When at last Legolas beheld the White City on the horizon mirrored in the silver crests of the Great River, ever piece of him thrilled in the fact that he had not found any signs that his friends had been captured. He sped on across the open plains until he stood before the Main gate, which stood open with a series of guards and couriers to query outsiders. He smiled grimly at their amazement in seeing an elf. He gave them his name, telling of his urgent desire to see their king, and the young men eagerly offered to help him with his horse and gear; but when Legolas asked if any other elves had recently entered the city, the guards fell silent and would not say anymore. Despite their reticence, relief flooded his muscles, and for the first time in five days, he relaxed. As he rode upward through the many city levels, the people of Minas Tirith gazed at him with awe, for surely this traveler was one of the Nine Companions and friend to their king.
When their staring became too much, the prince pulled up the hood of his Lothlorien cloak. The elf was escorted to the main Hall of Kings where Aragorn presided and held court. Legolas' hands almost felt clammy from anticipation; all of his toil in the last few days became as nothing to him. All that mattered was that first glance at Aragorn, to see his eyes true and grey, and Legolas would know his friends' fate, whether they had found succor in the White City or had perished in the wilds. Success and failure spiraled down to this moment, and Legolas could hardly feel the stony walk beneath his feet as he followed the courtiers up the wide steps to the great doors, where the Kings' Guard waited in their dark garb bearing the single white tree. The doors swung open, and the prince's eyes darted to the end of the hall, to the high throne where upon presided the king. Now, he would know.
Only the king was not there. The seat was vacant, and Aragorn was no where in sight.
Legolas brushed past the guards and hurried into the hall. "Aragorn?" he called wistfully, as though his friend might suddenly appear from behind one of the statues that lined the room. He swallowed dryly, feeling that lump return to his throat once more. Hearing steps behind him, Legolas slowly turned to see a narrow-faced man wearing a feathered cap in green and black approach him.
"Young master," the man said haughtily, "you cannot see the king this way. I suggest you return tomorrow."
Legolas stared at him for a moment and realized that this man, most likely an advisor, was being serious. "It's urgent," he told him. "Please notify him of my presence."
"Notify him of your presence?" the advisor scoffed. "King Aragorn is at a very important council meeting. Come back on the morrow." He pursed his lips with an air of finality, and his face seemed even longer and thinner, if such a feat were indeed possible.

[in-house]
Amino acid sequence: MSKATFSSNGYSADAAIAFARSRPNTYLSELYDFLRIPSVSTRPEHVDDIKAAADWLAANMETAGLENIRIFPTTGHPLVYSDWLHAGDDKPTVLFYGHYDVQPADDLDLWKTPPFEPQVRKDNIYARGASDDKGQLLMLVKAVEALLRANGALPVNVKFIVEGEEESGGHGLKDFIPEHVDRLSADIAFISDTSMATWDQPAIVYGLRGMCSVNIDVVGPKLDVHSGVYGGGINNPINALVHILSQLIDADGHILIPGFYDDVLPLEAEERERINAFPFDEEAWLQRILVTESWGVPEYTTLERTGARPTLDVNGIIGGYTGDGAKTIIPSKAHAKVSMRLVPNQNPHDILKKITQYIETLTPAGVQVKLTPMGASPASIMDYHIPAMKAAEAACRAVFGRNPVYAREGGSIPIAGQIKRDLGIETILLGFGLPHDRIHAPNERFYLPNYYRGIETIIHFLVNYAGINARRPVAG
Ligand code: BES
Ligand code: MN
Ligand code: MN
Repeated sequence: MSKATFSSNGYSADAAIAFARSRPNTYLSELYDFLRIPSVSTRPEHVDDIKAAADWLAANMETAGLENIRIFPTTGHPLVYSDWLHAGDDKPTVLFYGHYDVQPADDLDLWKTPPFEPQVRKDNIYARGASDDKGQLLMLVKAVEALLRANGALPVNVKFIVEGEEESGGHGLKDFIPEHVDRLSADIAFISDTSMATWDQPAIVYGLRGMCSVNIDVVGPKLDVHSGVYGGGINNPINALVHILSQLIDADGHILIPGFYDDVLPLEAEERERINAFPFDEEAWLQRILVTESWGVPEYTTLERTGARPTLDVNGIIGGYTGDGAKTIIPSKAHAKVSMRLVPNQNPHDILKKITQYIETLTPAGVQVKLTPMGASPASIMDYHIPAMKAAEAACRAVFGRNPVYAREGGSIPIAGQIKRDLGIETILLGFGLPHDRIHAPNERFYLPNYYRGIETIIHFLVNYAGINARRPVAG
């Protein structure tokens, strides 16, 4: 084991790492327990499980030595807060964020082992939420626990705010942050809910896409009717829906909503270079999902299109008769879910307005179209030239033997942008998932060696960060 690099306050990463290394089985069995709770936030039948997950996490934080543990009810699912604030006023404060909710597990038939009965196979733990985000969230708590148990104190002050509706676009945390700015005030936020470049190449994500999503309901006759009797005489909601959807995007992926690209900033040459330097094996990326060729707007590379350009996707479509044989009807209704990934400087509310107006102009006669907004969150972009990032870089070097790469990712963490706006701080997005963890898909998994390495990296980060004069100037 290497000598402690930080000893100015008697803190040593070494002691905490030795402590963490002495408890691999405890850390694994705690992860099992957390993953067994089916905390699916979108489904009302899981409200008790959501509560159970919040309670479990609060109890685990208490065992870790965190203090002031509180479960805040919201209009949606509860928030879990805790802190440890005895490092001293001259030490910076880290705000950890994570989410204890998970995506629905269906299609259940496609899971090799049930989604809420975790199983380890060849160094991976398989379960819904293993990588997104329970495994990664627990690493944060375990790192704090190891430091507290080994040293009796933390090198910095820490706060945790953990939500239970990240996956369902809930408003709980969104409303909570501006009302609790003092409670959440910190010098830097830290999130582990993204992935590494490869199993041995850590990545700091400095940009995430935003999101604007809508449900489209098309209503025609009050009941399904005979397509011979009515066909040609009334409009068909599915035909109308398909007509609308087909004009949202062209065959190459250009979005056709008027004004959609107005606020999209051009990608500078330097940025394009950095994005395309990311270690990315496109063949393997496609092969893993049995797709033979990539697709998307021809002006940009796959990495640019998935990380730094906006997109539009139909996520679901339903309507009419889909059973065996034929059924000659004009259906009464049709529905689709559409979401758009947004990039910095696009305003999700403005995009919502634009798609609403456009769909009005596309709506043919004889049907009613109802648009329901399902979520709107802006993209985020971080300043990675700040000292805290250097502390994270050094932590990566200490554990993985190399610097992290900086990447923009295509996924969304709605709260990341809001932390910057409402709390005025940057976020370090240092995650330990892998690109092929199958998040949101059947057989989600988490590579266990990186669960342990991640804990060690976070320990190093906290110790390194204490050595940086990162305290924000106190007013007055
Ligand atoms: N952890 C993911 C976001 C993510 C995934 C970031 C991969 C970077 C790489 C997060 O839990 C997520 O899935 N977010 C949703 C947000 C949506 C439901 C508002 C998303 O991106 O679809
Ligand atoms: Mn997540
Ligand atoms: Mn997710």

The prince pushed his hood back, and his blue eyes darkened as he gazed with full force at the king's advisor. "I will not be denied," he said. "I have journeyed many miles to bear this news."
The man sniffed, his bravado quelling a little under that intense elven stare. "If that is the case, then you can afford to wait a bit longer, can't you? His highness has a schedule to keep."
Legolas nearly rolled his eyes at this pretension. Obviously this advisor did not know whom or what he dealt with, but the prince did not care about that. All he wanted to know was if his loved ones were safe. He lowered his eyes and taking a deep breath, asked, "Can you tell me at least if three other elves arrived in the city in the last day or so?"
"Other elves?" repeated the man and curiously studied this visitor in his grey cloak, who looked no more important than an errand boy, elven or not. "Hmmph." the advisor snorted. "It is not my place to reveal information to strangers. Now if you'll kindly wait until the king's next audience, I have other more important matters to attend." He adjusted his feathered hat and made to walk past the annoyance before him.
Legolas had caught a gleam in the human's eye when he had mentioned the other elves. This advisor knew more than he let on. The elf stepped into his path, blocking the advisor's route. "Tell me what you know," he growled and caught a firm grip on the man's shoulder. "My wishes will NOT be ignored."
"That will not be necessary, Prince of Mirkwood," rang another voice, melodious, light and deep all at once. Such a voice could only belong to the Evenstar.
Legolas stepped aside, the impudent advisor forgotten, and he met the queen in the middle of the chamber, fearful and glad of the news she was sure to possess.
"Queen Arwen," he said breathlessly. "The sight of you eases my heart. Please, if you have any news of my friends…please tell me." Feeling as though every possible emotion pulsed through his body, Legolas waited in the deadly quiet hall to hear her much awaited reply.